Presentation on theme: "Six Common Mistakes in Writing Lesson Plans Adapted by Dr. D. Gosse, Nipissing University from:"— Presentation transcript:
Six Common Mistakes in Writing Lesson Plans Adapted by Dr. D. Gosse, Nipissing University from: Six Common Mistakes in Writing Lesson Plans (and what to do about them) by Dr. Bob Kizlik Retrieved October 16, 2005
1. The Expectations of the lesson does not specify what the student will actually do that can be observed. Remember, an expectation is a description of what a student does that forms the basis for making an inference about learning. Poorly written objectives lead to faulty inferences. Check your verbs. 2. The lesson assessment is disconnected from the behavior indicated in the expectation(s). An assessment in a lesson plan is simply a description of how the teacher will determine whether the expectations have been accomplished and to what degree.
3. The Pre-Assessment of Students is not specified or is inconsistent with what is actually required to succeed with the lesson. Pre-assessment means just that - a statement of what a student needs to know or be able to do to succeed and accomplish the lesson expectations. It is not easy to determine what is required but it is necessary. Some research indicates that as much as 70% of learning is dependent on students having the appropriate prerequisites. Strategies for support and modifications for students must be precise. 4. The Resources specified in the lesson are extraneous to the actual described learning activities. This means keep the list of materials in line with what you actually plan to do. Overkilling with materials is not a virtue!
5. The instruction in the Introduction or Establishing the Learning is ineffective. Sometimes the hook and teaching strategies are uninspired and not meaningful enough to the class. With so much to be learned, it is paramount to try to keep the hook and teacher directed portions interesting and not too long! 6. The Application or Student Routines/activities described in the lesson plan do not contribute in a direct and effective way to the lesson objective. Don't have your students engaged in activities just to keep them busy. Whatever you have your students do should contribute in a direct way to their accomplishing the lesson expectations. You should incorporate cooperative learning, visual tools, mnemonic and metacognitive devices, drama techniques, and debate into your lessons. Awareness of Gardner’s multiple intelligences is paramount.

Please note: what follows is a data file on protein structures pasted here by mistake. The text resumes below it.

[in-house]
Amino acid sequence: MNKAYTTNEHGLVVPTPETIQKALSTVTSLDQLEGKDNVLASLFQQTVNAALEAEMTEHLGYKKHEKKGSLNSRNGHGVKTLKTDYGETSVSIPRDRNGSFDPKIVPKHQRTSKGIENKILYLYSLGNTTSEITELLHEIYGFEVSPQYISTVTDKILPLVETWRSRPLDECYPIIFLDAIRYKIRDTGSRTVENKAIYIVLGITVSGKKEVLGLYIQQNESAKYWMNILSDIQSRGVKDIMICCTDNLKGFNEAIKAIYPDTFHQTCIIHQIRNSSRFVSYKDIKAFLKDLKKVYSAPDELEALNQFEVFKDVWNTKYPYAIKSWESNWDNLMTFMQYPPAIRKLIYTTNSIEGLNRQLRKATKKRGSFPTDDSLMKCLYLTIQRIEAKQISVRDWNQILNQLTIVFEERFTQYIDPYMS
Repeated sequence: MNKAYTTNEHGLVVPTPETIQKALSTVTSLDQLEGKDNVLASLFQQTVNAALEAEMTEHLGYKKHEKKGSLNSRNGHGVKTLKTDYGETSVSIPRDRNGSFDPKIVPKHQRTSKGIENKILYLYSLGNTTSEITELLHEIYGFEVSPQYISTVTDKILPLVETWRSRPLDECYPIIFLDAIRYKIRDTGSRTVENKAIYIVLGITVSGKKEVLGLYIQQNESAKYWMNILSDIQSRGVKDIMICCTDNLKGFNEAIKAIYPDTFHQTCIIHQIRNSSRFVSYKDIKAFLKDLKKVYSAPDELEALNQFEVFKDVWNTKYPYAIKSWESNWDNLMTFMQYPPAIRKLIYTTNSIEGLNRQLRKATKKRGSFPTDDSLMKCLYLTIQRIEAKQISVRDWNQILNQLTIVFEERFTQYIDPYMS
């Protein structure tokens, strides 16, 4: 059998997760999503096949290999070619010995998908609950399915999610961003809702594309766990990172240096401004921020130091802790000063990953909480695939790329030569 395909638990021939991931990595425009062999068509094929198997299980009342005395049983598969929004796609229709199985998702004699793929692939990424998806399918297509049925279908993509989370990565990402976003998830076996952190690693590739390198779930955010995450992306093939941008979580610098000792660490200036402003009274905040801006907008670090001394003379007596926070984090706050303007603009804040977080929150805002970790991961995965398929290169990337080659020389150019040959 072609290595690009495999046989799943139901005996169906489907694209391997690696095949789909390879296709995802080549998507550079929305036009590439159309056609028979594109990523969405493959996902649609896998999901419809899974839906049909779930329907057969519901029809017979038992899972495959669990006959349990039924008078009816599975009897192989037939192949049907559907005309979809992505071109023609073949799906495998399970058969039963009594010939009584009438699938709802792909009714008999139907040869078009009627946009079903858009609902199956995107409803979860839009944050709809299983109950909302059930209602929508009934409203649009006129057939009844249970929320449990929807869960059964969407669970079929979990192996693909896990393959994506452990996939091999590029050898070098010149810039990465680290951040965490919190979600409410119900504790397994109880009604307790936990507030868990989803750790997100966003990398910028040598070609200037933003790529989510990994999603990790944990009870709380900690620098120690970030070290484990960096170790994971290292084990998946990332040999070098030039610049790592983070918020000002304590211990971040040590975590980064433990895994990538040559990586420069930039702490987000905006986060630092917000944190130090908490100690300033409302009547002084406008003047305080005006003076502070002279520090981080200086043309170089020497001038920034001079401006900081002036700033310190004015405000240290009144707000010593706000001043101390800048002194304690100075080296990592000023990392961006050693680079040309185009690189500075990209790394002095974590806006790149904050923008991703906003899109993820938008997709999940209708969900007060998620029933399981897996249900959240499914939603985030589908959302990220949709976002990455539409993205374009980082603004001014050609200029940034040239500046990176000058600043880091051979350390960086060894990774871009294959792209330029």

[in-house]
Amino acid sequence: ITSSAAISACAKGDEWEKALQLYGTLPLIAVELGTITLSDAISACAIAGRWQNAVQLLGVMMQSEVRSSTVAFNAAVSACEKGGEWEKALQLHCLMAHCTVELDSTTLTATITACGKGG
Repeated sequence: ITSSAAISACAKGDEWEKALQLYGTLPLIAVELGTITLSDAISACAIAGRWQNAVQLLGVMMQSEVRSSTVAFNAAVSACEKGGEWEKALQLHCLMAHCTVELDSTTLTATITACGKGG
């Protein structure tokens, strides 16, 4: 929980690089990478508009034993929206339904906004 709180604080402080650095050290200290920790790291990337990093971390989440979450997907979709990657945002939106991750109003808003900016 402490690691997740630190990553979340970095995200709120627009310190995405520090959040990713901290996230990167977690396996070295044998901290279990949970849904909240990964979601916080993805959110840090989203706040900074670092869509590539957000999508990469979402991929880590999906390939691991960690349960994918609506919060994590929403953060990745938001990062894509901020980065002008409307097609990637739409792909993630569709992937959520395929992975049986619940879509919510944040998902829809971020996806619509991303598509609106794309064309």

Lesson Planning… The purpose of a lesson plan is really quite simple; it is to communicate to YOU So, if you agree that the purpose of a lesson plan is to communicate, then, in order to accomplish that purpose, the plan must contain a set of elements that are descriptive of the process. Let's look at what those elements should be.
Lesson Plan Components 1. Lesson Plan Information 2. Expectations 3. Pre-Assessment 4. Hook/Introduction/Teaching Strategies 5. Student Activities 6. Review 7. Assessment 8. Reflections